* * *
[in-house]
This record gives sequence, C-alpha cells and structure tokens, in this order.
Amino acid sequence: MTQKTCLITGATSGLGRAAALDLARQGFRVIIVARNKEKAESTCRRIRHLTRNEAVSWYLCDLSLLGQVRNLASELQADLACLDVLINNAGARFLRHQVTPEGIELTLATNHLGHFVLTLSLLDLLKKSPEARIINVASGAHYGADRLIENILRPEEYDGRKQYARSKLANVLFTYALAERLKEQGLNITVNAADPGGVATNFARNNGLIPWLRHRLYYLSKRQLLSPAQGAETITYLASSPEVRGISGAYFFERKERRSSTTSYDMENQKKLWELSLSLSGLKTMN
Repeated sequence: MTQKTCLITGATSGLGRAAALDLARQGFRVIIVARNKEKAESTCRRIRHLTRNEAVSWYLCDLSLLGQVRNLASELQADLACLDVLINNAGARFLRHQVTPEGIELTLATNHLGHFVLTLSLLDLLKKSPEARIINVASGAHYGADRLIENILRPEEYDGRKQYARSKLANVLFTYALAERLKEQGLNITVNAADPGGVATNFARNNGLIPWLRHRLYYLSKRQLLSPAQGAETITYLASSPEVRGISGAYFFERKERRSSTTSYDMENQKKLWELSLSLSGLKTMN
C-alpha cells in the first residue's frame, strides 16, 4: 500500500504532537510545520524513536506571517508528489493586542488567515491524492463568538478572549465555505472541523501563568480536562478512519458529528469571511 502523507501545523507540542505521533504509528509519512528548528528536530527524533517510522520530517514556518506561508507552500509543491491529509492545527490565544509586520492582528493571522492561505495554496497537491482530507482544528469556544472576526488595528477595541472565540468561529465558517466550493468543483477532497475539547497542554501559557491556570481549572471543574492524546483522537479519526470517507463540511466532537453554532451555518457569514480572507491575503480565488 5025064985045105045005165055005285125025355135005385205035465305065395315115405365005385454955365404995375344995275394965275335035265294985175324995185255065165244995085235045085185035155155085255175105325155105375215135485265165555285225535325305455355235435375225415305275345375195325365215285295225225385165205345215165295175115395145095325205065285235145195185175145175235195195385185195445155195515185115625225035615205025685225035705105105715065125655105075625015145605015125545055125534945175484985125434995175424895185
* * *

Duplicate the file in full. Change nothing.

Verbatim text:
[in-house]
This record gives sequence, C-alpha cells and structure tokens, in this order.
Amino acid sequence: MTQKTCLITGATSGLGRAAALDLARQGFRVIIVARNKEKAESTCRRIRHLTRNEAVSWYLCDLSLLGQVRNLASELQADLACLDVLINNAGARFLRHQVTPEGIELTLATNHLGHFVLTLSLLDLLKKSPEARIINVASGAHYGADRLIENILRPEEYDGRKQYARSKLANVLFTYALAERLKEQGLNITVNAADPGGVATNFARNNGLIPWLRHRLYYLSKRQLLSPAQGAETITYLASSPEVRGISGAYFFERKERRSSTTSYDMENQKKLWELSLSLSGLKTMN
Repeated sequence: MTQKTCLITGATSGLGRAAALDLARQGFRVIIVARNKEKAESTCRRIRHLTRNEAVSWYLCDLSLLGQVRNLASELQADLACLDVLINNAGARFLRHQVTPEGIELTLATNHLGHFVLTLSLLDLLKKSPEARIINVASGAHYGADRLIENILRPEEYDGRKQYARSKLANVLFTYALAERLKEQGLNITVNAADPGGVATNFARNNGLIPWLRHRLYYLSKRQLLSPAQGAETITYLASSPEVRGISGAYFFERKERRSSTTSYDMENQKKLWELSLSLSGLKTMN
C-alpha cells in the first residue's frame, strides 16, 4: 500500500504532537510545520524513536506571517508528489493586542488567515491524492463568538478572549465555505472541523501563568480536562478512519458529528469571511 502523507501545523507540542505521533504509528509519512528548528528536530527524533517510522520530517514556518506561508507552500509543491491529509492545527490565544509586520492582528493571522492561505495554496497537491482530507482544528469556544472576526488595528477595541472565540468561529465558517466550493468543483477532497475539547497542554501559557491556570481549572471543574492524546483522537479519526470517507463540511466532537453554532451555518457569514480572507491575503480565488 5025064985045105045005165055005285125025355135005385205035465305065395315115405365005385454955365404995375344995275394965275335035265294985175324995185255065165244995085235045085185035155155085255175105325155105375215135485265165555285225535325305455355235435375225415305275345375195325365215285295225225385165205345215165295175115395145095325205065285235145195185175145175235195195385185195445155195515185115625225035615205025685225035705105105715065125655105075625015145605015125545055125534945175484985125434995175424895185